Transit A Mixed Bag Backdoor Reflection on Refugee Crisis

Transit (2019)
Directed by Christian Petzold
Music Box Films, 102 minutes, Not-rated
In German with English subtitles
* * ½

Transit is a film that encourages reviewers to over intellectualize. But if one layers metaphors atop assumptions, do we miss the forest for the trees? Transit has been well received by pedantic critics but largely ignored by audiences, even those in art film venues. That’s because it because it’s a mess of a film–an interesting mess, but a mess all the same.

Director Christian Petzold based his film upon Anna Segher’s eponymous novel. Segher published her work in 1944 and set it in 1942. During World War II the Vichy government of France cooperated with the Nazis in rounding up known Jews and Jewish refugees passing through southern France. Petzold does something a bit different. He updates the timeframe to one that’s either the present or the near future and presents Western Europe as once again under authoritarian rule. This time there's a twist.

Petzold’s intent seems so obvious that it surprises me that so many reviewers missed the point. Transit centers on a German man, Georg (Franz Rogowski), and the attempt of he and his friends to get out of Europe before authorities apprehend them. They make it as far as Paris before Georg’s best friend is killed, but Georg escapes and travels on to Marseilles. He has managed to acquire the ID of a famed writer named Weidel and hopes to parlay the author’s reputation into passage to a safe nation such as Mexico or Venezuela before Weidel's death is discovered.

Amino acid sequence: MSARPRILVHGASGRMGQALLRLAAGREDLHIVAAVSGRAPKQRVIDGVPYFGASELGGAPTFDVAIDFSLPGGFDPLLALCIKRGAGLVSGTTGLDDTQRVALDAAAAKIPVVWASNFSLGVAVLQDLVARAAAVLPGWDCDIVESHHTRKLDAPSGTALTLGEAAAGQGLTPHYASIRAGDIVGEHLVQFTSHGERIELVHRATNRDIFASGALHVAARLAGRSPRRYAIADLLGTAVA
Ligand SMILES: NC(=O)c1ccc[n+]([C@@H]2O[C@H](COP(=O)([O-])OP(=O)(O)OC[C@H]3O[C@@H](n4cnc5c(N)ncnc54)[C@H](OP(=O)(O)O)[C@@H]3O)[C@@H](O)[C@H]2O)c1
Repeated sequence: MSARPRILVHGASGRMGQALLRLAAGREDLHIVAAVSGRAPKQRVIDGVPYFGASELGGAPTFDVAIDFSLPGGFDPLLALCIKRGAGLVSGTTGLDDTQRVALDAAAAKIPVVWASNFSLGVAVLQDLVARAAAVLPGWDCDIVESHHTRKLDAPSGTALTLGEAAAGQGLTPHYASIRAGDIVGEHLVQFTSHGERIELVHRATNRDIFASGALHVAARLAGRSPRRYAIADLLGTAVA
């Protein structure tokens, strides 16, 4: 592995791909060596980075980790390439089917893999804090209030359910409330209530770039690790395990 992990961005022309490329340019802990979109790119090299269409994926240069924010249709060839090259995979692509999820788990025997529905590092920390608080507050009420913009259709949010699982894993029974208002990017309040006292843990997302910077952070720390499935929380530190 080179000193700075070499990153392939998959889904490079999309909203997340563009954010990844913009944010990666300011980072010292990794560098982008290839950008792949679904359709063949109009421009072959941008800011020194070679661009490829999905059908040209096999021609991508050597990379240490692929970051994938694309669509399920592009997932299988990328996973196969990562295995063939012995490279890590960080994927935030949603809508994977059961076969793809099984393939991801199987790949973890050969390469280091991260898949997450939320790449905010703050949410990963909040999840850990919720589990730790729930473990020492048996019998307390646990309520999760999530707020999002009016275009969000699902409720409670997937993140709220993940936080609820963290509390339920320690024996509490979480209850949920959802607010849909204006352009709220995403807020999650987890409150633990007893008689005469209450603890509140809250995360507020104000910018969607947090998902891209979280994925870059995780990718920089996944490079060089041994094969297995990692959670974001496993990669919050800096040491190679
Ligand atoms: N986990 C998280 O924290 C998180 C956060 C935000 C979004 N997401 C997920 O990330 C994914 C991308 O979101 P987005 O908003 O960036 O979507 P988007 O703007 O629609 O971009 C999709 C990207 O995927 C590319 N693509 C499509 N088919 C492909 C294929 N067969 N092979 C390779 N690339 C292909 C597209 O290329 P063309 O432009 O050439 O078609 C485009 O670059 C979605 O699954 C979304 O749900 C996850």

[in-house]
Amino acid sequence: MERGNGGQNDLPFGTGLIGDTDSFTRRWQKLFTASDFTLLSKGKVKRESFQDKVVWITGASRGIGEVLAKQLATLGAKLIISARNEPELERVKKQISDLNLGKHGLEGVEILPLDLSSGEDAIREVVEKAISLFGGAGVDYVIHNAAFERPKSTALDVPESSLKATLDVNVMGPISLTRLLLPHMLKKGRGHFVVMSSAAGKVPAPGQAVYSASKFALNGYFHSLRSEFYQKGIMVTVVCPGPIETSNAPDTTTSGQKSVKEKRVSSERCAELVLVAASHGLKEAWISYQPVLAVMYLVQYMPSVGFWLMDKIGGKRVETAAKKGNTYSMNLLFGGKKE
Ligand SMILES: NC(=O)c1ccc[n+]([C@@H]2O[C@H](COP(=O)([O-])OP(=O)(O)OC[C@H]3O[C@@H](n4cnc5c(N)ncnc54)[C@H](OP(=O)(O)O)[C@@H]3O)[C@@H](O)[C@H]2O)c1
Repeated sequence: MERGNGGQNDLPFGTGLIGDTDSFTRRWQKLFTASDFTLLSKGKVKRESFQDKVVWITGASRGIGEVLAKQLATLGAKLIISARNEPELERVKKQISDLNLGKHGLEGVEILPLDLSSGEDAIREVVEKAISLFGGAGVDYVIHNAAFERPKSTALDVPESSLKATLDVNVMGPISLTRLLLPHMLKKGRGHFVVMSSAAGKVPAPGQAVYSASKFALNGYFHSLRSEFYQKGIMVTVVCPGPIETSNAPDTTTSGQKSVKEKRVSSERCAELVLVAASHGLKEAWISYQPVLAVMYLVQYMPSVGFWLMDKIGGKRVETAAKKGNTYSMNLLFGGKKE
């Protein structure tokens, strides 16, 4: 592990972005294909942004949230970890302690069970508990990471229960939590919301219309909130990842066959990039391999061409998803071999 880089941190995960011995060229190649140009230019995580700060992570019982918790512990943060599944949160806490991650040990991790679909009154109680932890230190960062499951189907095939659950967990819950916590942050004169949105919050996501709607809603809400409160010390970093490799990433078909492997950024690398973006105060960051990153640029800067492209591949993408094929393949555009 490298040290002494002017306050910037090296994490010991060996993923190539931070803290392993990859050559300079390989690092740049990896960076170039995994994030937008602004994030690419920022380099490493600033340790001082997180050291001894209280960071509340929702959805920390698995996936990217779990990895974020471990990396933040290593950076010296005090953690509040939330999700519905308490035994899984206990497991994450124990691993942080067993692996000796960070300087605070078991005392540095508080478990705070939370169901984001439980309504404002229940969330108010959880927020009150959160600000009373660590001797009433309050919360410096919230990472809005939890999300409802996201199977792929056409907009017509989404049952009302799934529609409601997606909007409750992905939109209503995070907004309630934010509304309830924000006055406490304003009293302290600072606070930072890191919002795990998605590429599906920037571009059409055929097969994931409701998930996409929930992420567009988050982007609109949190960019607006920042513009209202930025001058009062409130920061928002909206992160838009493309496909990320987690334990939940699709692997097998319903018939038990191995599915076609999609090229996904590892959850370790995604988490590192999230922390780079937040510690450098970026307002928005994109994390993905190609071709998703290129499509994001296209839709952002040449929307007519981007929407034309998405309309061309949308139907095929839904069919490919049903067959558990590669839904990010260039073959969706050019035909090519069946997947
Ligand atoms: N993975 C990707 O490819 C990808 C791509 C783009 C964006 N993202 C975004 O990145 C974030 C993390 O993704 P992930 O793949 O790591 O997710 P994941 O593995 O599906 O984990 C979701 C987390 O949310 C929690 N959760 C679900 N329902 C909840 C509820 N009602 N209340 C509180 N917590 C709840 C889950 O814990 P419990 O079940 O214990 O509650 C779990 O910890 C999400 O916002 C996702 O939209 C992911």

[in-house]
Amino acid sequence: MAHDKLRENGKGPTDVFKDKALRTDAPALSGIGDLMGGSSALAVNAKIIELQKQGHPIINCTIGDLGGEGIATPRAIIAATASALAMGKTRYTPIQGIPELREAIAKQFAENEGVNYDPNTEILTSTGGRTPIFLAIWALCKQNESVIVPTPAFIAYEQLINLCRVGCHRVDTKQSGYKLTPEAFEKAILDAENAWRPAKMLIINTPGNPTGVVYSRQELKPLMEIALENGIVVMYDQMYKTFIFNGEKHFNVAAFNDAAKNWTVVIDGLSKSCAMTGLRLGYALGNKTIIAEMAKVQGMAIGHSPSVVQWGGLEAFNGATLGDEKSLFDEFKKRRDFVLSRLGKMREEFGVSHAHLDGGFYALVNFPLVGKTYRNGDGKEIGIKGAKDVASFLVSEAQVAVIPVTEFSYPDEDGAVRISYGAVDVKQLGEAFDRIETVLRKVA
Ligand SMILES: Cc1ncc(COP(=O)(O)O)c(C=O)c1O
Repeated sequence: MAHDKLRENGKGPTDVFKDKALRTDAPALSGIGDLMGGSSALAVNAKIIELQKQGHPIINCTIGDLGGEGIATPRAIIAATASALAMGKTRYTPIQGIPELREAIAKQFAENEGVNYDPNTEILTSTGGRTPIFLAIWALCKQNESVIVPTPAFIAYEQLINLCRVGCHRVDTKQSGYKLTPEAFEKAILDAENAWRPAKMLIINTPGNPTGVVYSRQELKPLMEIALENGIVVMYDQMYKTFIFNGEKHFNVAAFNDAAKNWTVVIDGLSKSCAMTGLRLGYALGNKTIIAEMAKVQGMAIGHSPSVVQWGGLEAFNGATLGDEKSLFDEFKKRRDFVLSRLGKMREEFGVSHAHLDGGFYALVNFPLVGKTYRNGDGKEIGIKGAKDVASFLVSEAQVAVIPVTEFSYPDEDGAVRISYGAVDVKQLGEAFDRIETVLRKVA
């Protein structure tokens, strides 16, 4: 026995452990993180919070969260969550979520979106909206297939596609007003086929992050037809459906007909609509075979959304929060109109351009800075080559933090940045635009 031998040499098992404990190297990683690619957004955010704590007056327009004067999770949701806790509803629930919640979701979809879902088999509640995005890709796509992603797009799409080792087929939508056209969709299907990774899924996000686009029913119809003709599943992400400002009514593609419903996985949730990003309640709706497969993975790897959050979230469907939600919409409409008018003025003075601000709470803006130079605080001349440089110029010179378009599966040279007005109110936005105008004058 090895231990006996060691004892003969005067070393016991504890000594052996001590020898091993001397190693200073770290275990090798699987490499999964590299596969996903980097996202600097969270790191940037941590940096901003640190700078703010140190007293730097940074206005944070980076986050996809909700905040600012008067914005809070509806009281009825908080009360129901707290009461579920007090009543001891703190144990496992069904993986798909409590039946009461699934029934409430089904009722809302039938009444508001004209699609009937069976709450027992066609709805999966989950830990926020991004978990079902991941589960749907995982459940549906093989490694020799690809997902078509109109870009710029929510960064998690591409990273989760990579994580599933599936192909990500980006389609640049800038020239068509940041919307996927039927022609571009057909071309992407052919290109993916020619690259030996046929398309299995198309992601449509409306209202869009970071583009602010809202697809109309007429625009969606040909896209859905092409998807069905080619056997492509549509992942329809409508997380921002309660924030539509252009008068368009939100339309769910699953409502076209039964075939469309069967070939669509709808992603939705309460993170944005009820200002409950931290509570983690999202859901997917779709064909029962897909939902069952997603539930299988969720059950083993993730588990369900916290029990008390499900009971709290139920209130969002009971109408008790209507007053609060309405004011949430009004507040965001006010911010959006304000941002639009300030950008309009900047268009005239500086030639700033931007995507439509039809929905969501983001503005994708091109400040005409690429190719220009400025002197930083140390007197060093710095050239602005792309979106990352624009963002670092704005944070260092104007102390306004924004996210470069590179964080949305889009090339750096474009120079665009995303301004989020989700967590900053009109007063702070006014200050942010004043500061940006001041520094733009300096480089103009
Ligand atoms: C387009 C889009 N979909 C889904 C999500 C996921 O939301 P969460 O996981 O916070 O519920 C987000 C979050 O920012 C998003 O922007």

Several things should tip you off. First, Georg is German. If you follow the news you know that Germany has been one of the most generous nations in accepting refugees, but that its hospitality has led to a resurgence of the far right. Second, there is no mention of the religious or political backgrounds of those fleeing, hence no reason to assume Georg is Jewish; in fact, we infer that Georg's German ethnicity is the real issue. Third, the migrants seek refuge in nations that currently individuals emigrate from not to. In other words, Transit is a turn-the-tables commentary on contemporary immigration. How does today's refugee crisis look if we replace fleeing North Africans or Venezuelans, for example, and replace them with Germans? What would it be like if white Americans suddenly bolted to "freer" lands such as Mexico or Somalia?

Petzold oversteps by being too beholden to the film’s literary inspiration. This means that Georg must become smitten with Weidel’s widow, Marie (Paula Beer), who doesn’t know her husband is dead. She is both beautiful and mysterious, a woman who takes lovers and we don’t know if it’s because the couple is estranged, if they have an open relationship, if she’s amoral, or if she’s just not what she appears to be. In Marseilles she searches for her husband and keeps missing him in the various consulates she visits. (That is, of course, because Georg has his identity card and transit letters.) Yet she’s both attracted to Georg and is also having an affair with Richard (Godehard Giese), a doctor who is also trying to get out of France but won’t leave without Marie.